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8 Texas cities will hold global marijuana marches

There will be 8 cities across Texas participating in the 2017 Global Marijuana March, an annual world-wide event which draws several hundred thousand participants.

These events all go by various names, formats, and even days that they occur on, but one thing is constant in that people from all over come together to celebrate the culture of the cannabis plant and advocate for changes to the law.

The grand majority of the marches occur on the first Saturday in May. This year there are six marches occurring on May 6 in Texas.

In the past few years, the Marijuana March of North Texas has been the largest gathering in the state, drawing several thousand participants to the Fort Worth event, which is put on by the Dallas/Fort Worth chapter of the National Organization for the Reform of Marijuana Laws (DFW NORML).

This year should be no different as the non-profit organization had two donors rent a billboard along I-35 to promote the event. Organizers estimate that it will create 2.5 million impressions, and generate the largest crowd the group has ever seen.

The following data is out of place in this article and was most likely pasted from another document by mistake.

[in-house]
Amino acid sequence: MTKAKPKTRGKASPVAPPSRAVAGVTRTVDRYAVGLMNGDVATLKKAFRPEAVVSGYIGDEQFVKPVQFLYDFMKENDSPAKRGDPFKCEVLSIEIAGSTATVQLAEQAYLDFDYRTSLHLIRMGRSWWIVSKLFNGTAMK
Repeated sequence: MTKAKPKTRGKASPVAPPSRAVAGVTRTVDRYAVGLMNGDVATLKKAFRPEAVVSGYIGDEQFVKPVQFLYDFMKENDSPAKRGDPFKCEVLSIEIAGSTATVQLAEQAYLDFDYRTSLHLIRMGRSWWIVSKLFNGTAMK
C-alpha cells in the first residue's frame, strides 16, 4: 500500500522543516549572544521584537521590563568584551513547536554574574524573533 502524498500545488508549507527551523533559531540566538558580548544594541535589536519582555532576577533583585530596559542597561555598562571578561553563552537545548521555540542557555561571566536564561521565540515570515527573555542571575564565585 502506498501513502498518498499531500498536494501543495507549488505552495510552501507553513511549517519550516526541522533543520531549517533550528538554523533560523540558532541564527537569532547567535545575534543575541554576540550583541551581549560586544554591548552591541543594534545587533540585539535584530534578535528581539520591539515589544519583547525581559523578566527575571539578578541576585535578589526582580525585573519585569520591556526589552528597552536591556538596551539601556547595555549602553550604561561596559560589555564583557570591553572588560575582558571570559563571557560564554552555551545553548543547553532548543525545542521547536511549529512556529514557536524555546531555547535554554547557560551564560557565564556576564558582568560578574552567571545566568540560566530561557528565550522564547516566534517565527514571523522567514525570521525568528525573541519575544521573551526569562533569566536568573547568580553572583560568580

The day will begin a with a free to attend festival at Burk Burnett Park starting at noon, capped off with a march through the streets of downtown Fort Worth to the Tarrant County Courthouse where they will rally on the steps as they have done in previous years.

DFW NORML’s event features live music, speakers, vendor booths, and food.

Texans rallying on the Tarrant County Courthouse steps during the 2016 Global Marijuana March in Fort Worth.
Texans rallying on the Tarrant County Courthouse steps during the 2016 Global Marijuana March in Fort Worth.

Moving up into the panhandle, Amarillo will have a marijuana march that day as well, put on by Amarillo Cannabis Culture NORML.

The group plans to rally at Amarillo City Hall beginning at 3:00 pm. They have released a statement about their event, saying “Keep it legal, your voices can’t be heard in jail.”

Out in far west Texas, El Paso NORML is setting the stage for their fourth annual march.

People from El Paso and the surrounding communities will meet at 6018 N. Mesa St. at 11:00 am before marching to H.T. Ponsford Park where a pot-luck BBQ will be held.